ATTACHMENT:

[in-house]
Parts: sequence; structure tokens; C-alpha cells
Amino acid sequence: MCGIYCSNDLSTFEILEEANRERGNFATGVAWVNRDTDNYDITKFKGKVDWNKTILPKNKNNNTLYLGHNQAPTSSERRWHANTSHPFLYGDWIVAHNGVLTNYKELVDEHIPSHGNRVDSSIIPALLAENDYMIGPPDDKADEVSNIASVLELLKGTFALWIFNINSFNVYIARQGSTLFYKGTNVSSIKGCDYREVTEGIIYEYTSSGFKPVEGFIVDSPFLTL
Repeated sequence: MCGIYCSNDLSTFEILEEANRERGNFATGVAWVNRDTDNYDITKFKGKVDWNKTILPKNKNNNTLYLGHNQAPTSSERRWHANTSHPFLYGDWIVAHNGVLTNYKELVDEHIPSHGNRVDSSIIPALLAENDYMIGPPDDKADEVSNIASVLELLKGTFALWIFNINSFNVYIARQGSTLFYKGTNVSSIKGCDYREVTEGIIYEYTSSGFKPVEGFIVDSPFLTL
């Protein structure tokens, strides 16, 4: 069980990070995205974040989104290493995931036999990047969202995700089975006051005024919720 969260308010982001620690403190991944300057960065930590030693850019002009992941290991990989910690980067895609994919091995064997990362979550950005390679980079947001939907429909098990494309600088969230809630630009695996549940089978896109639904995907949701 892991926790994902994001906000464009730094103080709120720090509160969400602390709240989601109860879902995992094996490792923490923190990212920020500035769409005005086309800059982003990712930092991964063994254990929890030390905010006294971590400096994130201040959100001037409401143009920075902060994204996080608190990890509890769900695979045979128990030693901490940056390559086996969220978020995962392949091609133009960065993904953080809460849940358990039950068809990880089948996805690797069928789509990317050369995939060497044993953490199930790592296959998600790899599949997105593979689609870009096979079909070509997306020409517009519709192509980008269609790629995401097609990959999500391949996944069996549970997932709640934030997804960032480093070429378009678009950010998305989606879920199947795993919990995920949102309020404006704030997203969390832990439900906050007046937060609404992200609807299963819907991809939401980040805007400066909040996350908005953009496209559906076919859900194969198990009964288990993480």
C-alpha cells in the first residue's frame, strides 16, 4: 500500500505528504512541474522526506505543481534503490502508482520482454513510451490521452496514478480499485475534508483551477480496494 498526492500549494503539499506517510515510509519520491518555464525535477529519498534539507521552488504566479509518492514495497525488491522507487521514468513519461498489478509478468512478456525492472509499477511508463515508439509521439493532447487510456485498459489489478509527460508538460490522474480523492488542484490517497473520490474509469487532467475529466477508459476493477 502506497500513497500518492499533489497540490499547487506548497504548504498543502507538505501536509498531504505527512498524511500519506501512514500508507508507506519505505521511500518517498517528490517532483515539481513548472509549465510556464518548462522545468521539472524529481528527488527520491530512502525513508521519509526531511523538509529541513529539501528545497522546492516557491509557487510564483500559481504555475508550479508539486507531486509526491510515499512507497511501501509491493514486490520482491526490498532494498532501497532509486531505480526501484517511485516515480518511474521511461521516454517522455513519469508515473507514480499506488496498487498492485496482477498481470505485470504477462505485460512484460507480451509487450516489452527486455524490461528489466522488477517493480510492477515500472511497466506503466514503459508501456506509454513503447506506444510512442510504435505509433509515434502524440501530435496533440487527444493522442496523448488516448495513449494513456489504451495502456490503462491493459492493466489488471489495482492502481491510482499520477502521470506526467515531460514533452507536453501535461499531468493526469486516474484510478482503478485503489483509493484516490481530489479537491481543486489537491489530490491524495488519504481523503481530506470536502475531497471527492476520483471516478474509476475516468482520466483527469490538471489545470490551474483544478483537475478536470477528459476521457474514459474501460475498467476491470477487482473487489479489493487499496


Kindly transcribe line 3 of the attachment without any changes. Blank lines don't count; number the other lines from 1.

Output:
Amino acid sequence: MCGIYCSNDLSTFEILEEANRERGNFATGVAWVNRDTDNYDITKFKGKVDWNKTILPKNKNNNTLYLGHNQAPTSSERRWHANTSHPFLYGDWIVAHNGVLTNYKELVDEHIPSHGNRVDSSIIPALLAENDYMIGPPDDKADEVSNIASVLELLKGTFALWIFNINSFNVYIARQGSTLFYKGTNVSSIKGCDYREVTEGIIYEYTSSGFKPVEGFIVDSPFLTL